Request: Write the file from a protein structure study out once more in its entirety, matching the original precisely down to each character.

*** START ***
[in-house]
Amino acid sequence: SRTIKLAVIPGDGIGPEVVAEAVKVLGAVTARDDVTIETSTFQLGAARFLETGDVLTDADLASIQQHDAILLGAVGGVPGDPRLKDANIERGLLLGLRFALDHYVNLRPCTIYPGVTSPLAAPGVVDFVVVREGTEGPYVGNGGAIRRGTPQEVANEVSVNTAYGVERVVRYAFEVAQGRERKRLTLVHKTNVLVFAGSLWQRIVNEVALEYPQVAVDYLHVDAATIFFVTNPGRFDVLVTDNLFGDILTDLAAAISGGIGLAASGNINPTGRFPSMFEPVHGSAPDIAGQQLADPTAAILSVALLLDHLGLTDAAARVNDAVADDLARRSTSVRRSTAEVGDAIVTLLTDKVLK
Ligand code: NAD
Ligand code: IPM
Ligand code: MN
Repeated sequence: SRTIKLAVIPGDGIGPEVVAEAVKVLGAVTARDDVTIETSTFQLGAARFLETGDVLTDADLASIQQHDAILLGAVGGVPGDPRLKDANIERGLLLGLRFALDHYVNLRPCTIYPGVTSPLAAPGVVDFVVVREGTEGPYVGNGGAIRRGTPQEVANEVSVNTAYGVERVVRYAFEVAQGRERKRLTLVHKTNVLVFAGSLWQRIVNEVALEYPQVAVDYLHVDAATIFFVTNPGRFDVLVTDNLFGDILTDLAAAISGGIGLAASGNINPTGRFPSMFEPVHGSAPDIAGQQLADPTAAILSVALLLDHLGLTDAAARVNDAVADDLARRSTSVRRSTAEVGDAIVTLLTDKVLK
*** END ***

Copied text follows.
[in-house]
Amino acid sequence: SRTIKLAVIPGDGIGPEVVAEAVKVLGAVTARDDVTIETSTFQLGAARFLETGDVLTDADLASIQQHDAILLGAVGGVPGDPRLKDANIERGLLLGLRFALDHYVNLRPCTIYPGVTSPLAAPGVVDFVVVREGTEGPYVGNGGAIRRGTPQEVANEVSVNTAYGVERVVRYAFEVAQGRERKRLTLVHKTNVLVFAGSLWQRIVNEVALEYPQVAVDYLHVDAATIFFVTNPGRFDVLVTDNLFGDILTDLAAAISGGIGLAASGNINPTGRFPSMFEPVHGSAPDIAGQQLADPTAAILSVALLLDHLGLTDAAARVNDAVADDLARRSTSVRRSTAEVGDAIVTLLTDKVLK
Ligand code: NAD
Ligand code: IPM
Ligand code: MN
Repeated sequence: SRTIKLAVIPGDGIGPEVVAEAVKVLGAVTARDDVTIETSTFQLGAARFLETGDVLTDADLASIQQHDAILLGAVGGVPGDPRLKDANIERGLLLGLRFALDHYVNLRPCTIYPGVTSPLAAPGVVDFVVVREGTEGPYVGNGGAIRRGTPQEVANEVSVNTAYGVERVVRYAFEVAQGRERKRLTLVHKTNVLVFAGSLWQRIVNEVALEYPQVAVDYLHVDAATIFFVTNPGRFDVLVTDNLFGDILTDLAAAISGGIGLAASGNINPTGRFPSMFEPVHGSAPDIAGQQLADPTAAILSVALLLDHLGLTDAAARVNDAVADDLARRSTSVRRSTAEVGDAIVTLLTDKVLK